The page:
State calls temporary halt to pier repairs

Repairs on the historic Malibu Pier have practically ground to a halt, bogged down in part by a joint-venture construction contract gone sour. The state will call the contract to a halt May 22 and put it out for rebid, which probably will delay the restart until early September.

Caught like a bystander in the ferocious conflict between the contractors, the state has been unable or unwilling to release money to pay subcontractors because the contractors can’t agree on it.

According to Hayden Sohm, superintendent of the Malibu Sector of the California State Parks system, the state has cut Phase 1 of the project short. Uncompleted portions of Phase 1 will be included in Phase II, which will be rebid and awarded to new contractors.

Phase I now includes new piles and decking on the long part of the pier, or “stem,” only.

“It goes back quite a while,” Sohm said. “For reasons I am not aware of, the joint venture has basically fallen apart. There is a lot of acrimony and contentious behavior between the two entities. This has manifested itself in problems with pier construction.

“We’re in the process of winding down the contract,” Sohm said. “It is not solely problems with the two partners. There are issues with the construction process.”

Those issues include previously undetected pier damage that surfaced as the work progressed and a crane accident that left the operator, the 20-year-old son of a subcontractor, with a fractured pelvis. But the project has been most significantly impacted by the escalating conflict between the two contractors, Bruce Darian of Malibu and Accent Builders of Lakeview Terrace. Relations between Darien and Accent, who together signed a contract with the state for Phase I, have been characterized by tension and charges of threats, angry verbal and physical confrontations, restraining orders and one citizen’s arrest.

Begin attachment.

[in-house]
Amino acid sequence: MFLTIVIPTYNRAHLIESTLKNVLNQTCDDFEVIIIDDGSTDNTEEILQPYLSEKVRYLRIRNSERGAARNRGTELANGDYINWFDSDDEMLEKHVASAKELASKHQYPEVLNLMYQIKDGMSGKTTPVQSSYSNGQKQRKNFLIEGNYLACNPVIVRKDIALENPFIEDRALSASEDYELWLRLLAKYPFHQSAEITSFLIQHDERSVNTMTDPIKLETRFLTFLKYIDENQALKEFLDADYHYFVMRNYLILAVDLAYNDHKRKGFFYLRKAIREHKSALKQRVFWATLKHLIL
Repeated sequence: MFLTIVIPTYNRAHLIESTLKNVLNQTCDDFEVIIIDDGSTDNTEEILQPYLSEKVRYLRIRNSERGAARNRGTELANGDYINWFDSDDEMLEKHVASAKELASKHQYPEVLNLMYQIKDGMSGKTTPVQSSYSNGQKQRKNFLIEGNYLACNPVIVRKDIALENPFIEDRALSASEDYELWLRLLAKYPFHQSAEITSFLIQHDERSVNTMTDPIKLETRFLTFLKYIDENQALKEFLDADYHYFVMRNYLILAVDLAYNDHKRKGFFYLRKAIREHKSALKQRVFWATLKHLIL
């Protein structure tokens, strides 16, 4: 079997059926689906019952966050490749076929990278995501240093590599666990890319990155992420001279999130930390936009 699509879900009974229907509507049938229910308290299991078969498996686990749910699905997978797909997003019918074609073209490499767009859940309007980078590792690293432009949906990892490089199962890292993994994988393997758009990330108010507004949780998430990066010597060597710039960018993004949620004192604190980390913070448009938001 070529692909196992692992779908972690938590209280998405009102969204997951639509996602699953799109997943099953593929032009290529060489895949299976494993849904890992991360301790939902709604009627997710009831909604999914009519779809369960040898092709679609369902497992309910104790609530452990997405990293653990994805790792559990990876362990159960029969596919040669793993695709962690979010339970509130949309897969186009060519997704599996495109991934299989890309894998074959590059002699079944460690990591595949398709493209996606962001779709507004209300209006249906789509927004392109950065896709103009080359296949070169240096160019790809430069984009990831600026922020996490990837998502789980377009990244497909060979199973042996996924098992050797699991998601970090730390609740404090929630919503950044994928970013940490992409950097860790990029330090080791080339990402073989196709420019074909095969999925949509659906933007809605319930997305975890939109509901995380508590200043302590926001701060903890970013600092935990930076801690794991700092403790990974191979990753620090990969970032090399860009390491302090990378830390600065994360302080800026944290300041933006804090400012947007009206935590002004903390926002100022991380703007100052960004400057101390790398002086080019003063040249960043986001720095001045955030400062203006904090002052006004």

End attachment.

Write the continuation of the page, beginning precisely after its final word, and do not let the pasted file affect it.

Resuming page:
Darian is a Malibu contractor and environmentalist who has been involved for eight years with the pier.

Accent, owned by Anthony Frederico and his son, Ronald Frederico, is an offshoot of Superior Gunite, the financial heavyweight behind the contract.

The origin of the conflict is murky. Both sides say they originated the bid and brought the other party in. Darian’s version is, “I needed a company that could put forth the advanced finance and bonding capacity that had to be in place for the pier. This company (Accent) wanted to work with me. I filled out the bid and all the subs came to me. I brought everything together. They were strictly to be behind-the-scenes money.”

According to Anthony Frederico, 64, a long-time mutual friend, Darian’s uncle, asked Frederico, as a favor, to work with Darian on the project. Frederico, who has been in business 45 years, said his company does $30- to $40 million in business a year, including the retrofit of the Los Angeles Coliseum; previously he had no interest in bidding the pier job.

“Bruce had never done a job over $20,000,” Frederico said. “He was tied into the pier and wanted to do it. It was my bonding, my money. If you want a joint venture, you usually don’t joint venture with somebody with no money.

“So I offered him $1,000 a week to work as a superintendent, doing work. When the job was done, I would get the first $50,000 of profit, he would get the next $50,000, and we would split after that. We wrote it out. I signed it and sent it. Unknown to me, he never signed it.

“At our first meeting with the state in August or September, my son said that Bruce would be the superintendent. Bruce stood up and said, ‘I am a joint-venture equal partner, not the superintendent. I have to sign everything.’ When we were through with the meeting, I got a letter from his attorney saying he was a true joint venture partner. I called him and said, “Bruce, it’s my money. You want to sign on my money.’ From that day on he became a complete idiot.”

According to Frederico, the state “has not sent a dime. The state accepts what we are doing, but Bruce sent a letter saying don’t pay.”

He added, “All he had to do is go to work with his bag and nails, just go to work. He decided to become a legal beagle.”

Frederico said neither he nor his son had threatened Darian, but that he had yelled at him. He said the “90-year-old judge” who granted the restraining orders heard him say an expletive “75 times” on Darian’s 20-minute tape and was offended. But that’s the way you talk on a construction site,” he said.